On the face of it, a surprisingly easy victory over Huddersfield merely restored Barry Fry's side to the First Division from which they were relegated last May. The difference is that Sullivan and his co-investors, the Gold brothers of Ann Summers sex shops fame, have since allied restless ambition and financial clout to Birmingham's potential to become one of the leading clubs.
The question now is whether they keep on throwing money at the transfer market. Sullivan hoped for an increase in season-ticket sales from 7,500 to 12,000, pledging to match "pound for pound" the "couple of million" that would accrue. By which reckoning Fry might be given £4m for new players this summer.
The Birmingham manager, who thinks understatement is something sent out by a bank, retorted: "They'll have to spend £10m, if not £12m, or £15m. If they want to play at it, they'll give me £3m or £4m."
For all Sullivan's caveats - "we're not Jack Walker or the Abbey National" - one suspects the soft-porn publisher has been so thoroughly bitten by the Blues bug that Fry will be allowed to indulge himself. If his employer's predictions are not to be left looking fanciful, he may have to be.
Resplendent in a royal blue suit, Sullivan set out his vision in the symbolic setting of the futuristic McAlpine Stadium. "I promised at the end of last season: don't panic, we'll come back up as champions and win the Auto Windscreens Shield. That came true, and my forecast for next year is that we'll reach a Wembley final and get promotion again.
"It's a tough league we're going into, but I believe the big time's just around the corner and that within three or four years we could be in Europe. We're well supported, which is very important because football's all about money. OK, so we've got out of this division but we've spent more than anyone before us to do so."
Ironically, neither of Fry's £800,000 buys, Kevin Francis (injured) and Ricky Otto (dropped), figured in the final triumph. The rapid pace of change at Birmingham can be gauged by the fact that only four of the team which opened the season by losing to Leyton Orient (who finished bottom) started Saturday's game.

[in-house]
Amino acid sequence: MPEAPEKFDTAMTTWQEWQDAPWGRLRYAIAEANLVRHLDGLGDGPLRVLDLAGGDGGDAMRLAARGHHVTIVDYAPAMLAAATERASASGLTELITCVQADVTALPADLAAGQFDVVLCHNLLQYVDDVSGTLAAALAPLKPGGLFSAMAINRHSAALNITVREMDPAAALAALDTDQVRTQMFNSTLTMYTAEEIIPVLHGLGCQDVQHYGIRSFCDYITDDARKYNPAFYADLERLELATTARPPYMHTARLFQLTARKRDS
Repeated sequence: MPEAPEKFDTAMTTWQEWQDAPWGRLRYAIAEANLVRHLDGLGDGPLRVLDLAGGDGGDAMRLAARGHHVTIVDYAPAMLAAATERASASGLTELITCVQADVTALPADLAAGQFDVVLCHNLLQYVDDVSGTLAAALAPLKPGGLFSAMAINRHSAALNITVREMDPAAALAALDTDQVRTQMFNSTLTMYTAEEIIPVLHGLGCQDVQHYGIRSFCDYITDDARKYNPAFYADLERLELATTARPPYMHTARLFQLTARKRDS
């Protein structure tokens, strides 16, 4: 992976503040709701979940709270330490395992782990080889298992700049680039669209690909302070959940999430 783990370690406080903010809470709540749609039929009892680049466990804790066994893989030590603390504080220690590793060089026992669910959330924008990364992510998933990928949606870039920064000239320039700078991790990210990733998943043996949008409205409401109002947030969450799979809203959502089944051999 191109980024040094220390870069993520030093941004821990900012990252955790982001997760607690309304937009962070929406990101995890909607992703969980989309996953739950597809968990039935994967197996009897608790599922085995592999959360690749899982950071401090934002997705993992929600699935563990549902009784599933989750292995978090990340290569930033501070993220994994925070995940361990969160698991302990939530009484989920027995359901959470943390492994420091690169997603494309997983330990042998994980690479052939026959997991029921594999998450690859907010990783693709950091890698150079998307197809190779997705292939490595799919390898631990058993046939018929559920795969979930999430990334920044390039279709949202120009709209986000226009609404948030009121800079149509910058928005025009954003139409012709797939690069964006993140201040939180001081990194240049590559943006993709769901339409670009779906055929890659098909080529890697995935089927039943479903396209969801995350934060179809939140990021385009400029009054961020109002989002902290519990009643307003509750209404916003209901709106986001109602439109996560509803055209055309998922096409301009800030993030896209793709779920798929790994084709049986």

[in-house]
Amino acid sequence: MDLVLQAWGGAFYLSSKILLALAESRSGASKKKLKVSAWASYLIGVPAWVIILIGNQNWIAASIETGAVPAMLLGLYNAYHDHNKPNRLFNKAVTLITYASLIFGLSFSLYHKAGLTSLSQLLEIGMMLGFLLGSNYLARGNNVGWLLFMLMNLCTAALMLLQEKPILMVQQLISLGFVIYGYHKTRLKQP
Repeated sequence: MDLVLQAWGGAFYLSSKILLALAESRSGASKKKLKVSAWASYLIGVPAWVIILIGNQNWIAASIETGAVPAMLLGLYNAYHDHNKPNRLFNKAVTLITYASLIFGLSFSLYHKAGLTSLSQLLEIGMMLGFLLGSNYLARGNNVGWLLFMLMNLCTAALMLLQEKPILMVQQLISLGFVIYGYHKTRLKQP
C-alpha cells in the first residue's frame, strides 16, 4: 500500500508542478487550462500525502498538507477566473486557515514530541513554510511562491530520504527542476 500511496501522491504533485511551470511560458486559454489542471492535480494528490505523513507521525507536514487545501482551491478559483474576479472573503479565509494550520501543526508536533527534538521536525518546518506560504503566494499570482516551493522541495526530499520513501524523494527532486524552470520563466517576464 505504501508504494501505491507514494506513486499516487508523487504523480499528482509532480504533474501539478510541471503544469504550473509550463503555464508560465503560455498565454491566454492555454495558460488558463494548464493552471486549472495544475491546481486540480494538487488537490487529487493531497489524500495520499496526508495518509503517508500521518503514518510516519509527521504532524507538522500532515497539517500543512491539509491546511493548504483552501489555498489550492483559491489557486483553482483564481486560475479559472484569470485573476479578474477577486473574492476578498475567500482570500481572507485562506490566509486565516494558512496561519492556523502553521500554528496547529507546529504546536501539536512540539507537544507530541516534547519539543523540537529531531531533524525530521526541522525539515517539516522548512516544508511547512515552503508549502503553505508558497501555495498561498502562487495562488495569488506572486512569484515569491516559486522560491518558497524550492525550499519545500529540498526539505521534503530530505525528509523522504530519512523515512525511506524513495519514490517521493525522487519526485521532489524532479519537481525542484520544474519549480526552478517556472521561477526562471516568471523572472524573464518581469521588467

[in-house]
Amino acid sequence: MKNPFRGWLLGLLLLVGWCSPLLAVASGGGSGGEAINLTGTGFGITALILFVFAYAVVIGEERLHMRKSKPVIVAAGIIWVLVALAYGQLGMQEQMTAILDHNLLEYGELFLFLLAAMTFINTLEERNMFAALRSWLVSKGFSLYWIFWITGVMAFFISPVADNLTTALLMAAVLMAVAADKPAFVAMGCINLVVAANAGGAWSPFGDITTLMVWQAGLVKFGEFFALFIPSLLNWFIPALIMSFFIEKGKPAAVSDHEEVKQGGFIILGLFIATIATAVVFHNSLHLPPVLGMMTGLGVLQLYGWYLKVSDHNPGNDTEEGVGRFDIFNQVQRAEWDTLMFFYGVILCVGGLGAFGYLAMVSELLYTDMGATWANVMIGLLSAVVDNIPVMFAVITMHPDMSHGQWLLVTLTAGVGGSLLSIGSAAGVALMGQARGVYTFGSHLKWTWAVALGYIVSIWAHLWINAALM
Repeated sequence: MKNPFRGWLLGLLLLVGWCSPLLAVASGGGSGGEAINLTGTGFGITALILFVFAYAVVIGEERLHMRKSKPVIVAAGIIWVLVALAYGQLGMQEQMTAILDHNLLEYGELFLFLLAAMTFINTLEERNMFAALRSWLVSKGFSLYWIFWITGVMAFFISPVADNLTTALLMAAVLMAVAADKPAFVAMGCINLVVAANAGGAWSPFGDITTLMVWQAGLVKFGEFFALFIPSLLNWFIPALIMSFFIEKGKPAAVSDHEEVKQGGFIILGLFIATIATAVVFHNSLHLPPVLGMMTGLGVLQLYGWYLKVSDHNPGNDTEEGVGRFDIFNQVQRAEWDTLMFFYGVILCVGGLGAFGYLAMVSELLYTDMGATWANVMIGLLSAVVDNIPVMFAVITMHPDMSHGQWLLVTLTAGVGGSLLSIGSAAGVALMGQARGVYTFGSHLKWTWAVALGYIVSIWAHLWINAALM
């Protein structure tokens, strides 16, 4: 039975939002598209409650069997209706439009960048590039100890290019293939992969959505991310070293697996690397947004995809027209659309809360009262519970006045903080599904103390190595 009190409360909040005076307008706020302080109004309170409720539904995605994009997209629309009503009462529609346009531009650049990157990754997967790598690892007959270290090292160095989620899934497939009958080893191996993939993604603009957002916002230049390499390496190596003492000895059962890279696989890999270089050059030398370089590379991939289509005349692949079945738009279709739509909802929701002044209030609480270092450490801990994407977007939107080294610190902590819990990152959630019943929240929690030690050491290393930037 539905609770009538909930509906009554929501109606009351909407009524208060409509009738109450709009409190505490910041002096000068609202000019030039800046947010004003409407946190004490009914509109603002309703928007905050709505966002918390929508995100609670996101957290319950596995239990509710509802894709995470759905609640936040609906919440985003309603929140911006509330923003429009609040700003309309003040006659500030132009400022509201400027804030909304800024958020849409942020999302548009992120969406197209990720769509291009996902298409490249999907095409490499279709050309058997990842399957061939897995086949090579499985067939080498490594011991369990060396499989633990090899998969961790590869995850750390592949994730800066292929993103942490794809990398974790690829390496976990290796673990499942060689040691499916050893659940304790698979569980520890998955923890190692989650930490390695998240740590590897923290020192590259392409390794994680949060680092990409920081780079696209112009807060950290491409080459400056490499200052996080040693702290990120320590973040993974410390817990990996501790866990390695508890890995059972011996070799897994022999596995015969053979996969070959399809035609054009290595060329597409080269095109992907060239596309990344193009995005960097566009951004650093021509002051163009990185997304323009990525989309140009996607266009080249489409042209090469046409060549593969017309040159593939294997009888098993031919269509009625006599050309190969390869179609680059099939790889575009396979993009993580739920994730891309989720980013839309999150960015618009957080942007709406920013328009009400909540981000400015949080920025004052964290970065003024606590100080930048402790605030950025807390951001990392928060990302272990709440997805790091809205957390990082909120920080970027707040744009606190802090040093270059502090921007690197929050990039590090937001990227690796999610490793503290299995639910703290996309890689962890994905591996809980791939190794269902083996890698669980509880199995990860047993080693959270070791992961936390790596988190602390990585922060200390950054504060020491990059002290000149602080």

Fry's formation was as defensive as he has ever fielded. Once it was clear, however, that the hosts were holding something back for the play- offs, he sent on two attackers and was promptly rewarded. Steve Claridge became the first Birmingham player to reach 20 League goals in a season since Trevor Francis in 1977-78. Paul Tait made it safe, and even Huddersfield's consolation went to a self-confessed "Bluenose", Darren Bullock.
What with a record crowd, baking temperatures and even the losers having something to look forward to, it took extraordinary inflexibility by the West Yorkshire Police to sour the afternoon. They over-reacted by sending in officers on horseback when a handful of fans ran on to celebrate the first goal. Later, with the rest of the ground empty, they refused to allow the new champions to share the moment with their 4,000 followers.
Common sense did not prevail for an hour, and it was a tribute to the Birmingham supporters' patience and good humour that an incident was averted.
Goals: Claridge (73) 0-1; Tait (85) 0-2; Bullock (88) 1-2.
Huddersfield Town (4-3-3): Francis; Trevitt, Sinnott, Scully, Cowan; Collins (Moulden, 74), Duxbury, Bullock; Jepson, Booth, Dunn (Billy, 66). Substitute not used: Blackwell (gk).
Birmingham City (4-4-2): Bennett; Poole, Whyte, Daish, Frain; Hunt (Donowa, 51), Hendon, Ward, Cooper; Williams (Tait, 59), Claridge. Substitute not used: Price (gk).
Referee: J Winter (Stockton-on-Tees).Reuse content